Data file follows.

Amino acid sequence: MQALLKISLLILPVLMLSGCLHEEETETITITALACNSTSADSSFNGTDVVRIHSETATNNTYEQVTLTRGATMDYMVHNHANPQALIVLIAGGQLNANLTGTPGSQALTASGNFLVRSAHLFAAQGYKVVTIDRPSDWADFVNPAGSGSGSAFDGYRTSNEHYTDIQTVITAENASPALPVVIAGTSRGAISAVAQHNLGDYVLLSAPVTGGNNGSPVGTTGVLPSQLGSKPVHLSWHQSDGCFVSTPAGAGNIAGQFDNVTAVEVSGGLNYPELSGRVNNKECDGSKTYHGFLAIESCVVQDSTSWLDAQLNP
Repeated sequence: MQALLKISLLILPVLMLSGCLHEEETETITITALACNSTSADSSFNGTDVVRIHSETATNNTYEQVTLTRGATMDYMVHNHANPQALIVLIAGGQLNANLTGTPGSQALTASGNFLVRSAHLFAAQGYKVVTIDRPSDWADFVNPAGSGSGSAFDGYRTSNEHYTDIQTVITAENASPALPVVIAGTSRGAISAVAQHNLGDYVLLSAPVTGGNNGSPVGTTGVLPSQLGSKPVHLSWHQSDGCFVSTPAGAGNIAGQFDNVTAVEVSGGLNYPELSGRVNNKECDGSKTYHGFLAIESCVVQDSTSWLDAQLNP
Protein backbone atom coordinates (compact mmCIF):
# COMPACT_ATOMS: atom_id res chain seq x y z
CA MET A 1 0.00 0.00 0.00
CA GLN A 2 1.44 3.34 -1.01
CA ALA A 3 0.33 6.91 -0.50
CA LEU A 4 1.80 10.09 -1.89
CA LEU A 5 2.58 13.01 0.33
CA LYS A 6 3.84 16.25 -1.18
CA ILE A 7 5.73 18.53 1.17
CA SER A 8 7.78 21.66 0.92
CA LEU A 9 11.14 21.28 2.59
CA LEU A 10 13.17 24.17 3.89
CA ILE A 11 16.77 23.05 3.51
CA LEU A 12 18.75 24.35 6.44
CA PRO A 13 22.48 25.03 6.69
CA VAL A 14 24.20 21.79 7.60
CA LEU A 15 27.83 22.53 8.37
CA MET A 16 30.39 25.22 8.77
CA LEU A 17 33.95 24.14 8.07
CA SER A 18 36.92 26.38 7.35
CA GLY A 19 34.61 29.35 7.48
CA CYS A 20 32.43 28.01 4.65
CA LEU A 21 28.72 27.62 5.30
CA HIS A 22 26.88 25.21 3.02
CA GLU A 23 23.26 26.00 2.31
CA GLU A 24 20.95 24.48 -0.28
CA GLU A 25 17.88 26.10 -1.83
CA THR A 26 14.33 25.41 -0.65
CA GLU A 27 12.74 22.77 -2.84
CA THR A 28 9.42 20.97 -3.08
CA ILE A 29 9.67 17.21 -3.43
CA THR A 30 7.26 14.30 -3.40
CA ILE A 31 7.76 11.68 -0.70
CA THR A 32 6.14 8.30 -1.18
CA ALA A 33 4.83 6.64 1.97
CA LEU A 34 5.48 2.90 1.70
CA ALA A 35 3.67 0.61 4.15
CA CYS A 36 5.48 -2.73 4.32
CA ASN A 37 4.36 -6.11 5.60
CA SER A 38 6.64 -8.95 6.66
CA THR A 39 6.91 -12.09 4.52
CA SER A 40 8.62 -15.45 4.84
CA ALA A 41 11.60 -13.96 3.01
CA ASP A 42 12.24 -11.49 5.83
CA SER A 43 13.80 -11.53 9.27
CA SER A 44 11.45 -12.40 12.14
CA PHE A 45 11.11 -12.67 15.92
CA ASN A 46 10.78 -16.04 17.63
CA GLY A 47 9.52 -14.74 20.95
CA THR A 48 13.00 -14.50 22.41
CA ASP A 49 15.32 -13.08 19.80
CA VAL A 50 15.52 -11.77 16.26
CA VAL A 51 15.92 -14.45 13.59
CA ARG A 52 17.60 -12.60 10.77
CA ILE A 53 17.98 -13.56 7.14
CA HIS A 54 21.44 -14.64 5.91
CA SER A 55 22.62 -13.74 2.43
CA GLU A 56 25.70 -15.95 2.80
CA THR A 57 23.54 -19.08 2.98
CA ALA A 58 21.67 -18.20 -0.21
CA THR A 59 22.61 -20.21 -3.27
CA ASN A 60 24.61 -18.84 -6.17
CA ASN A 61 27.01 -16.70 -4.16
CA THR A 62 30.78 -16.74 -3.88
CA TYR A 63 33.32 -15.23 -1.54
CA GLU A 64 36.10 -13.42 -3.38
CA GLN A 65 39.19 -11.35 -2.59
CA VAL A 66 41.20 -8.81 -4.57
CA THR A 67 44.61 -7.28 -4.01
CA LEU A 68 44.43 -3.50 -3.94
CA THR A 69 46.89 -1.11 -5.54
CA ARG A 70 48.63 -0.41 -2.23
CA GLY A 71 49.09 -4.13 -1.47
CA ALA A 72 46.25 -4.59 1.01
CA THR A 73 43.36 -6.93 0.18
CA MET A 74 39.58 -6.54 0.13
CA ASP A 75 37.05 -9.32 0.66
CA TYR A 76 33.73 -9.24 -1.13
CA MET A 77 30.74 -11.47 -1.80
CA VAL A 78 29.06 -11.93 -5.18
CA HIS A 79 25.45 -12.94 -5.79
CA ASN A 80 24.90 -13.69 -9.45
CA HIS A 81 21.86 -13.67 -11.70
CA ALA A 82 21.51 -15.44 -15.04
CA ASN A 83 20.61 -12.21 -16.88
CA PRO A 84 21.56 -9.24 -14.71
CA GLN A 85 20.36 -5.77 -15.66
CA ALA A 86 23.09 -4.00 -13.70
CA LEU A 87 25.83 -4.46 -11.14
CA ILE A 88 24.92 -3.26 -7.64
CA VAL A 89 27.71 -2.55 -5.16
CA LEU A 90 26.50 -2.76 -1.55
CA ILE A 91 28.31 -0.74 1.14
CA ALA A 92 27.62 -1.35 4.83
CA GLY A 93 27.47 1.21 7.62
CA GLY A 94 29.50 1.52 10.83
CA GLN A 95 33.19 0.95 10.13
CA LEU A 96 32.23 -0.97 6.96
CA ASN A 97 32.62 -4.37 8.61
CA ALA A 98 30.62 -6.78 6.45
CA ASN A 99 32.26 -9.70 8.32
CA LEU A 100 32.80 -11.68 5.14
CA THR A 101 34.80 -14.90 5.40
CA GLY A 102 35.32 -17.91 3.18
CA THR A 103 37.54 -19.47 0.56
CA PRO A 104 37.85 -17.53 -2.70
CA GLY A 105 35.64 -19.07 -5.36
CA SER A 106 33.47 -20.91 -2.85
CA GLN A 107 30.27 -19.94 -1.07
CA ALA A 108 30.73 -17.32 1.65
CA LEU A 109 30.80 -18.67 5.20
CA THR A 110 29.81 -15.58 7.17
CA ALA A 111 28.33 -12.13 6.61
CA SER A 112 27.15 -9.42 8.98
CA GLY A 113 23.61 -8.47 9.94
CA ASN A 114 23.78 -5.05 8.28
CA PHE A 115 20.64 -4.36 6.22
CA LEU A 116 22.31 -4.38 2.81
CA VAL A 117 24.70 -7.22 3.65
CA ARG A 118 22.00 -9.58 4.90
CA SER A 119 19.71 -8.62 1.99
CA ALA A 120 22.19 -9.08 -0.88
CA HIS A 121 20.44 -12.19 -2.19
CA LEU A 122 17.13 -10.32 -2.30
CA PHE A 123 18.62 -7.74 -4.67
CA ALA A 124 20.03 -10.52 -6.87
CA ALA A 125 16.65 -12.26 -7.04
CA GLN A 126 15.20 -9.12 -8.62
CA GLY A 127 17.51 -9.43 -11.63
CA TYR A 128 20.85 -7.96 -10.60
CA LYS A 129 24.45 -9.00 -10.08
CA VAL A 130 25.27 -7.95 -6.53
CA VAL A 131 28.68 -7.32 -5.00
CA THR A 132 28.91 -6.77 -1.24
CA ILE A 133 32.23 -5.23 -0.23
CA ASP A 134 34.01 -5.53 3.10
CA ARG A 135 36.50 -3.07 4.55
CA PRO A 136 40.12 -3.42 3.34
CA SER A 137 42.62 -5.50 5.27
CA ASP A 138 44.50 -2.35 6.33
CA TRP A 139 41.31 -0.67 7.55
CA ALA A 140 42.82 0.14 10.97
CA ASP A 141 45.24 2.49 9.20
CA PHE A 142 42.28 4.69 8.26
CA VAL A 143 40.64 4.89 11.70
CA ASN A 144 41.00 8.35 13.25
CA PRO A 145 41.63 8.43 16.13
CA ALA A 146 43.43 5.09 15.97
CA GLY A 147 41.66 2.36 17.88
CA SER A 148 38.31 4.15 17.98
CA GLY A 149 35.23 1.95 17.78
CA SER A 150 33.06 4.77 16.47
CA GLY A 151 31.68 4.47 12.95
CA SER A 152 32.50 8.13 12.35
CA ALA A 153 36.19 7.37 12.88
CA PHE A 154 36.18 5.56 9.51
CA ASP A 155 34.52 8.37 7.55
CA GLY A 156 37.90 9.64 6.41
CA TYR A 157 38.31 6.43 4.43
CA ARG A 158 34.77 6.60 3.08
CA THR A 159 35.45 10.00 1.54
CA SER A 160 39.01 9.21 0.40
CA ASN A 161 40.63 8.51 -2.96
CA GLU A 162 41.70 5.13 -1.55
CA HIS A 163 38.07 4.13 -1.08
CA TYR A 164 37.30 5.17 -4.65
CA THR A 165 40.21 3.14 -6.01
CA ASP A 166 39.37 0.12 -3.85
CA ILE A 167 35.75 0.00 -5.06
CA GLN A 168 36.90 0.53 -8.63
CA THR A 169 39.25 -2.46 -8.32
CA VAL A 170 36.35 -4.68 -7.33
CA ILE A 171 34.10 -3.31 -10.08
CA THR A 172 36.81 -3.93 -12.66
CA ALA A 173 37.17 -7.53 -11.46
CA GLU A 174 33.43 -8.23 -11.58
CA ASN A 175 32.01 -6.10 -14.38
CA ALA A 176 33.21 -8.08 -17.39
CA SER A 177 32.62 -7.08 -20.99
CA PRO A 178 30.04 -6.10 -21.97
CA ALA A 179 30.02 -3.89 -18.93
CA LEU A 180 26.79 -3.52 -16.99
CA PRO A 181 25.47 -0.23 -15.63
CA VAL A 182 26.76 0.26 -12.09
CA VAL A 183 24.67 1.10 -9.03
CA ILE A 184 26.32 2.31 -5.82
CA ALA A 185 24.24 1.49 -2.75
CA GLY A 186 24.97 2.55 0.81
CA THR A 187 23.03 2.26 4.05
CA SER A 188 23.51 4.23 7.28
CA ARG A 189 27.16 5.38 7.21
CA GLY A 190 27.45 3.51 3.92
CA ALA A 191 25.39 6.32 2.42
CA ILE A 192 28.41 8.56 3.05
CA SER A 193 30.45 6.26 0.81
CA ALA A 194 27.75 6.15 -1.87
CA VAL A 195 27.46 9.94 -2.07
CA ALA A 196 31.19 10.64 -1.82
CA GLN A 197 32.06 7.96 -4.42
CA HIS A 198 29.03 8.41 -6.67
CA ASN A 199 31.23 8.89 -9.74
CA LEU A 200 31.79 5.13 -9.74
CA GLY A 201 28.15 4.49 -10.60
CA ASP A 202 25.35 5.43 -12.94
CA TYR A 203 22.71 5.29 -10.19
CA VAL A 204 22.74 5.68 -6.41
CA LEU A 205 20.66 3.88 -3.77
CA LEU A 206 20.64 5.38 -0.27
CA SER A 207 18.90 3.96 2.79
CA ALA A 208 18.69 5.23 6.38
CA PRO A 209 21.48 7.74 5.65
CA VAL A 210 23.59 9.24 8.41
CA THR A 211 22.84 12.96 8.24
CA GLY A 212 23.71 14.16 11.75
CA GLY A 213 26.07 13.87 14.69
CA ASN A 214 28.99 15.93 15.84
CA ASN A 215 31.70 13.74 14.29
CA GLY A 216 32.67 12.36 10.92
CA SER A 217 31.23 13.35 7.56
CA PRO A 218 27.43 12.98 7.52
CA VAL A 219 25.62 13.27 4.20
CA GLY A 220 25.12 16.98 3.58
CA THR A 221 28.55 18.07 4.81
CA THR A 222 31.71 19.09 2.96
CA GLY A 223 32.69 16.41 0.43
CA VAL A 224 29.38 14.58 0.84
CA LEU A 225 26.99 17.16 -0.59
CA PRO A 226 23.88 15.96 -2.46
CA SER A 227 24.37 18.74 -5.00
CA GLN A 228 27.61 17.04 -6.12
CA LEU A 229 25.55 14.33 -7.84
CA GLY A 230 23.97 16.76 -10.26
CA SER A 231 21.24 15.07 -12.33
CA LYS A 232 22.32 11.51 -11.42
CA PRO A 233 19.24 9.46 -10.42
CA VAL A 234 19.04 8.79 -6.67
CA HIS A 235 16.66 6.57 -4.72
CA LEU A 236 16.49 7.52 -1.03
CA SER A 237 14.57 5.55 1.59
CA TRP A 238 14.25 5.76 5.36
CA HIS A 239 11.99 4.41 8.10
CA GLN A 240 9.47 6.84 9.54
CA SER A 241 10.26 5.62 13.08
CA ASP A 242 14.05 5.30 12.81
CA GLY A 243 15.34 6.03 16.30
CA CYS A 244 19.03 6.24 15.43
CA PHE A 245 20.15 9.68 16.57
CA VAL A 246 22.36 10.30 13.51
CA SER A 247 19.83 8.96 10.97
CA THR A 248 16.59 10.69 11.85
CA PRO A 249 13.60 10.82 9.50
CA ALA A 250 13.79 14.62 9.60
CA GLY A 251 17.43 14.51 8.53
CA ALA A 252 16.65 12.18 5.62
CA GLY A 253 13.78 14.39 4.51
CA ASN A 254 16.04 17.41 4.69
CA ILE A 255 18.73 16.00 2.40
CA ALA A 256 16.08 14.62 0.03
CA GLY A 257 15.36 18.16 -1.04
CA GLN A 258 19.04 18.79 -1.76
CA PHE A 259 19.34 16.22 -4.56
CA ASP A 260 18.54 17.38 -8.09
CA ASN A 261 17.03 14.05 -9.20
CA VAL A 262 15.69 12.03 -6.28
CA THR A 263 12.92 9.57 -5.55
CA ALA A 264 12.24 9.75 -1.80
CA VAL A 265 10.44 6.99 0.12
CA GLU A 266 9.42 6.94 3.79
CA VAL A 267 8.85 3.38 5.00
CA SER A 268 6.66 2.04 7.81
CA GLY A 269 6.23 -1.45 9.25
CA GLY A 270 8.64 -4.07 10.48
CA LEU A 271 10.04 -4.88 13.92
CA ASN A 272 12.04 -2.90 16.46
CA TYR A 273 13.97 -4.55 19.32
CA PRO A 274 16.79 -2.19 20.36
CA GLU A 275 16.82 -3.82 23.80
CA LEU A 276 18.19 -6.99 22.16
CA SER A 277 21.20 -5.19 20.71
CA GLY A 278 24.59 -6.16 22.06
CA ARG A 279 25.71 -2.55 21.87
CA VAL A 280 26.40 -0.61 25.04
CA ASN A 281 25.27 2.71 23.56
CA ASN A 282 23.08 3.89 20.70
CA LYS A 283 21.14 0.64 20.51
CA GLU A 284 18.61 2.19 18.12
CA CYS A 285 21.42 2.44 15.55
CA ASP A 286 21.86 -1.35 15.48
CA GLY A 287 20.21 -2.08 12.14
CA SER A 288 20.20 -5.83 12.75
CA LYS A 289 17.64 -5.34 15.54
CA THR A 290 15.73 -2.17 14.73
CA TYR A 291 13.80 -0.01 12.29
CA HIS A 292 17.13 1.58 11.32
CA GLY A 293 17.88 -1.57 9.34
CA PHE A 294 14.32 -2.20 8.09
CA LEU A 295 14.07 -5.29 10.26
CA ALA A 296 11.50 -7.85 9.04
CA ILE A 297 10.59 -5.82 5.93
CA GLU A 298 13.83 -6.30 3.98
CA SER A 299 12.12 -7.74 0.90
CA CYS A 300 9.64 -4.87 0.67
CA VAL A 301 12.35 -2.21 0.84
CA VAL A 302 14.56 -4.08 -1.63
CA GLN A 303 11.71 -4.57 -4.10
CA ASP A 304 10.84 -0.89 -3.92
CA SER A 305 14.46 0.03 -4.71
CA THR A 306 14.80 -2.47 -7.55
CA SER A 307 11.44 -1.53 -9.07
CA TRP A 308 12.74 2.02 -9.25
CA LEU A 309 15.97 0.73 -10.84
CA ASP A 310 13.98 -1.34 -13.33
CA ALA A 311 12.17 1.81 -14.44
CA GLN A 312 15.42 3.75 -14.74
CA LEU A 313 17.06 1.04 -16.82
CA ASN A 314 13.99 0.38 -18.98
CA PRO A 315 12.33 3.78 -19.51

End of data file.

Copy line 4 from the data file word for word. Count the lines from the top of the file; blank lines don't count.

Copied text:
# COMPACT_ATOMS: atom_id res chain seq x y z